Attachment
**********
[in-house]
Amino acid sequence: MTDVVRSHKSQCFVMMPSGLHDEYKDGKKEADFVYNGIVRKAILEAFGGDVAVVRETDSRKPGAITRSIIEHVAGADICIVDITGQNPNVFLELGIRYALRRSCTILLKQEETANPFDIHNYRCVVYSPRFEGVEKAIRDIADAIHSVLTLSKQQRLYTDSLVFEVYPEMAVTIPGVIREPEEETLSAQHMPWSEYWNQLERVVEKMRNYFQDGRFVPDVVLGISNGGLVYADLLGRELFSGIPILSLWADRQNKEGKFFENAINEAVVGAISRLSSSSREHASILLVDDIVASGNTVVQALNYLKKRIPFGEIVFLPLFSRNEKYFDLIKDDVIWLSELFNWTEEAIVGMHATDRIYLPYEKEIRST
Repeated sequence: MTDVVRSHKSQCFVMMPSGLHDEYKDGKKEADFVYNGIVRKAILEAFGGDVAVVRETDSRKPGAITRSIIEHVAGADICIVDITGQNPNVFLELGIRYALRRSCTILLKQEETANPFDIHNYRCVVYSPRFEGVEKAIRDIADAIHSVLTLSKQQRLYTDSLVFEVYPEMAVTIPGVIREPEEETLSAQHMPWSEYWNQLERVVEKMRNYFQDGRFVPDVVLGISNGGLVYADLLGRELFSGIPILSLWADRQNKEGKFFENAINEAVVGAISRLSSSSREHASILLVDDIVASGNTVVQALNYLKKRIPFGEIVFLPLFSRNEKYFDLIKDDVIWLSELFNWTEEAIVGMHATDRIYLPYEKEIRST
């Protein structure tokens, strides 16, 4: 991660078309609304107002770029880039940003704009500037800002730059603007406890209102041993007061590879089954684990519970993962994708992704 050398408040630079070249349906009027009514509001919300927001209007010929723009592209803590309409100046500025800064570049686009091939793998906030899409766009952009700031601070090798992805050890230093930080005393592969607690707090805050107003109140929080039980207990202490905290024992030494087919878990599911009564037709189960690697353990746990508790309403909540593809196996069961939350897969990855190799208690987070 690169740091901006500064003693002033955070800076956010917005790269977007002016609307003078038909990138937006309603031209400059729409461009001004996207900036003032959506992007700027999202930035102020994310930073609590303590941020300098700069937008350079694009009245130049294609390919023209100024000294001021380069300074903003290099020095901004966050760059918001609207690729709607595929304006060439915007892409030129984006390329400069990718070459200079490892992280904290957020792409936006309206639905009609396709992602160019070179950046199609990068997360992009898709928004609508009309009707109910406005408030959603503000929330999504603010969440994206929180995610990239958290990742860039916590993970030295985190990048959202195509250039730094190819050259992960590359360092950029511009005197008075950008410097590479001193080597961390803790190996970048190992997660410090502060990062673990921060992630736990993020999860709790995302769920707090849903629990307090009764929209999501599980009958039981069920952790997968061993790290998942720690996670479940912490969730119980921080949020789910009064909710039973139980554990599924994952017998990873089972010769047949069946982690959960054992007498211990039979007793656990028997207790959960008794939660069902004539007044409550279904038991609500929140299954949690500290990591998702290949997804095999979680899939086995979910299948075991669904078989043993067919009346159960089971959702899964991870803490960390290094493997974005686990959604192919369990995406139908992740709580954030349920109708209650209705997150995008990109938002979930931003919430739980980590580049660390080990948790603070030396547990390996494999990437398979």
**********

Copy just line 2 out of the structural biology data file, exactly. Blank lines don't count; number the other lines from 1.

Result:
Amino acid sequence: MTDVVRSHKSQCFVMMPSGLHDEYKDGKKEADFVYNGIVRKAILEAFGGDVAVVRETDSRKPGAITRSIIEHVAGADICIVDITGQNPNVFLELGIRYALRRSCTILLKQEETANPFDIHNYRCVVYSPRFEGVEKAIRDIADAIHSVLTLSKQQRLYTDSLVFEVYPEMAVTIPGVIREPEEETLSAQHMPWSEYWNQLERVVEKMRNYFQDGRFVPDVVLGISNGGLVYADLLGRELFSGIPILSLWADRQNKEGKFFENAINEAVVGAISRLSSSSREHASILLVDDIVASGNTVVQALNYLKKRIPFGEIVFLPLFSRNEKYFDLIKDDVIWLSELFNWTEEAIVGMHATDRIYLPYEKEIRST